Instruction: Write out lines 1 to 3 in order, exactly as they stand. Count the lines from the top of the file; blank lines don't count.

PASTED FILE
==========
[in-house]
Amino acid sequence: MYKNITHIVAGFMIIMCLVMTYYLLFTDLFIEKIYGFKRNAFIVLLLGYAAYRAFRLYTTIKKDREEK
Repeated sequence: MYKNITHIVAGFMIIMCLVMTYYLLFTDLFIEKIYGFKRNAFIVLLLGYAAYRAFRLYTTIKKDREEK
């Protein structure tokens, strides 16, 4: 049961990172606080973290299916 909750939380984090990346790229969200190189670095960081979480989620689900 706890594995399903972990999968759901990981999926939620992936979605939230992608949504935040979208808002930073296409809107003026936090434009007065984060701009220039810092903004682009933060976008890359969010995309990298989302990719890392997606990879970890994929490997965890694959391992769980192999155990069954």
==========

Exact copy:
[in-house]
Amino acid sequence: MYKNITHIVAGFMIIMCLVMTYYLLFTDLFIEKIYGFKRNAFIVLLLGYAAYRAFRLYTTIKKDREEK
Repeated sequence: MYKNITHIVAGFMIIMCLVMTYYLLFTDLFIEKIYGFKRNAFIVLLLGYAAYRAFRLYTTIKKDREEK